BEHIND THE BLUSTER
TO ADD TO THE TORIES’ many other woes, a real credibility gap has now opened on their handling of the economy. The Chancellor’s upbeat spring statement message seemed unreal amid the volumes of gloomy news about the UK economy as Brexit approaches. Britain has one of the lowest levels of investment in infrastructural investment in the developed world. Productivity is flat-lining. House building is at its lowest since the 1920s, despite spiralling demand. Over a third of all workers are not making enough to keep up with the cost of living. Nearly a million people are on zero-hours contracts and three million rely on insecure work. Small wonder consumer confidence, reflected in high street and credit card spending, is down.
After cuts to over half of their budgets, the financial position of local authorities is “unsustainable”, according to a new parliamentary report. New benefit changes are expected to leave eleven million families worse off. The number of rough sleepers has doubled since 2010 and a 40% cut in early intervention to support families has resulted in the highest number of children being taken into care since the 1980s.
Even by its own standards, this government has failed dismally. It promised in 2010 to eliminate the deficit by 2015. After eight years of savage, needless cuts, that date has now been revised to 2031. The debt has increased by £700 billion. By just what yardstick can the Tories’ economic record be judged anything other than an unmitigated disaster?
Unsurprisingly, many mainstream economists deemed the spring statement an irrelevant fantasy. Unsurprisingly too, a recent poll gives Labour a clear 11 point lead. Theresa May must be hoping for another Falklands War moment to turn her fortunes around. The life-threatening attack on a former Russian spy in the streets of Salisbury is unlikely to provide it - however hard the Tories try to weaponise national security against Labour. Let’s be clear: the use of a deadly nerve agent, potentially endangering the lives of hundreds, is an outrage. Its perpetrators should be brought to justice. If this was an act of state terrorism, then sanctions are entirely in order.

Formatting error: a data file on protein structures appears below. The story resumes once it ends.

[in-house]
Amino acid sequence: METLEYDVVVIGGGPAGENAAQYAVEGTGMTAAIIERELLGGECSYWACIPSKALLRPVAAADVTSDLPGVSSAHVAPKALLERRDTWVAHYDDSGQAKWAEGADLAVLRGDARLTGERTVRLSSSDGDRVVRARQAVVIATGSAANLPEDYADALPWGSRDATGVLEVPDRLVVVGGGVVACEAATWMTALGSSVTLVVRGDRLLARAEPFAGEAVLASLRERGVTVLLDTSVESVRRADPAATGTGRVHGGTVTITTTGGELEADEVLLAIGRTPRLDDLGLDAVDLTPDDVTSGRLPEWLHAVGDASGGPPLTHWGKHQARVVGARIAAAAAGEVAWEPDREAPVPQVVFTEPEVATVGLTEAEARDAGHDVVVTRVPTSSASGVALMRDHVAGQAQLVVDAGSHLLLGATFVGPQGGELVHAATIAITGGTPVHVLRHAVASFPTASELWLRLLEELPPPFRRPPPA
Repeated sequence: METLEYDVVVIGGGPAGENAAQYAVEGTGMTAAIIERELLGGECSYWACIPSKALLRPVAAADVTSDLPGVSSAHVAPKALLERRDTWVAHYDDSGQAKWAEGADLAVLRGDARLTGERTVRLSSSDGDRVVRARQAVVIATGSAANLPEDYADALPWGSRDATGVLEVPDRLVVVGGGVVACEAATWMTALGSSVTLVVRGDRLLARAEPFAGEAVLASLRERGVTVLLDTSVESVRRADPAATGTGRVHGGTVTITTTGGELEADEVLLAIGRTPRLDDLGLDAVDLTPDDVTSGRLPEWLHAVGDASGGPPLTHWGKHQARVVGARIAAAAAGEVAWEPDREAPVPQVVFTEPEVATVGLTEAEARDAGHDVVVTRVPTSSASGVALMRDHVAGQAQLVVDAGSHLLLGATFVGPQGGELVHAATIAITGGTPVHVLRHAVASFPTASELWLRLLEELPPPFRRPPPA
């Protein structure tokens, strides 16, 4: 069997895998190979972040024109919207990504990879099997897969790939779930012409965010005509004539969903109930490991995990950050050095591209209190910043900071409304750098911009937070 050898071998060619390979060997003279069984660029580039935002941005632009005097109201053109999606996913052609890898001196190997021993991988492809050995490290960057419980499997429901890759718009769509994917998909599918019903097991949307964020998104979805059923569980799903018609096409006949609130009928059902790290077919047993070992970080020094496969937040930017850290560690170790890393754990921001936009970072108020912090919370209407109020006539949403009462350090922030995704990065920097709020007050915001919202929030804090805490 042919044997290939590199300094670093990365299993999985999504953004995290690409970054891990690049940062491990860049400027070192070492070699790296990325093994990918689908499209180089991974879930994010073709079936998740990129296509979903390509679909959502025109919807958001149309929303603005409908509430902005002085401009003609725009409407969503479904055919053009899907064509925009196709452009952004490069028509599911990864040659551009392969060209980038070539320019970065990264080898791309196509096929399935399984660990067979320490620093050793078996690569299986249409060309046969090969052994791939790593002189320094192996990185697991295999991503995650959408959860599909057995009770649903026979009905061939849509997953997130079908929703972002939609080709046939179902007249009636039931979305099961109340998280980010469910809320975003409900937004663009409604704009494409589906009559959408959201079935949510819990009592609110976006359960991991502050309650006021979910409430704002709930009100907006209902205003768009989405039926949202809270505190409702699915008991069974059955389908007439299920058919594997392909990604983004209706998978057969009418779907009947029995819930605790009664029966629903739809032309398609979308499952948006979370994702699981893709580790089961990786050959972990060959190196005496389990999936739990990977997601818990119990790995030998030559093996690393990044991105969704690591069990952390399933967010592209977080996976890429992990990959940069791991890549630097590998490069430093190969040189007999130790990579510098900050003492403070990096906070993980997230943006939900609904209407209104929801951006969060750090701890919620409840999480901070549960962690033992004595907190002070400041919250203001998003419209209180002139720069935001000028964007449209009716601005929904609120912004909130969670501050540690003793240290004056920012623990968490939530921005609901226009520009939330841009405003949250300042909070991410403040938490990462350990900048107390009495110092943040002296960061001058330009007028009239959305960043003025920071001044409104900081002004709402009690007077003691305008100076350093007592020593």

“Nerve gas in Salisbury, drones in Syria: is there a moral difference?” asked Simon Jenkins in the Guardian, highlighting how a British citizen - and two years later, his wife and twelve year old son - were killed by an RAF drone for “orchestrating and inciting” terrorism, although none of them were ever tried. British hypocrisy is at its most acute when national security is invoked. The answer is to adopt a rules-based approach to these problems.
This is what Jeremy Corbyn attempted to do when he explained, to jeers from the Tory benches, the government’s obligations under the chemical weapons convention to make a formal request for evidence from the Russian government and ensure that high resolution trace analysis has been conducted on the nerve agent so as to establish where it was produced. Corbyn’s Labour critics should also note that international law is preferable to bluster from the likes of Boris Johnson and Defence Secretary Gavin “Russia should go away and shut up” Williamson.
The Tories have good reason to bluster if Russia is proven beyond doubt to be involved, given their past stance on these incidents. It was they who rejected calls from the widow of the assassinated Russian defector Alexander Litvinenko to pay back more than £820,000 donated by Russian-linked business since May came to power. Their past refusal to impose financial sanctions - a far more effective penalty than expelling a few diplomats - may have emboldened Putin’s regime.
John McDonnell’s proposal, which would sanction Russians involved in corruption and human rights violations and deny their access to the UK, is not just more focused - it’s also a socialist response to the more general problem of oligarchic capitalism, of whatever origin, and its links with terrorism and organised crime. The UK is the hub of the world’s largest tax haven network, a magnet for dark money in a land where these crimes usually go unpunished.
Not a single person has been prosecuted for tax evasion since May brought in new measures and claimed to be “leading the world” on this last year.
It would be interesting to explore the involvement of British companies, including arms companies, in helping Russia beat existing sanctions - companies elsewhere in Europe have certainly been implicated. Such awkward issues strike at the heart of Tory interests - which helps explain their frantic efforts to divert attention towards questioning Jeremy Corbyn’s patriotism. More fool those Labour MPs who fall for such tricks.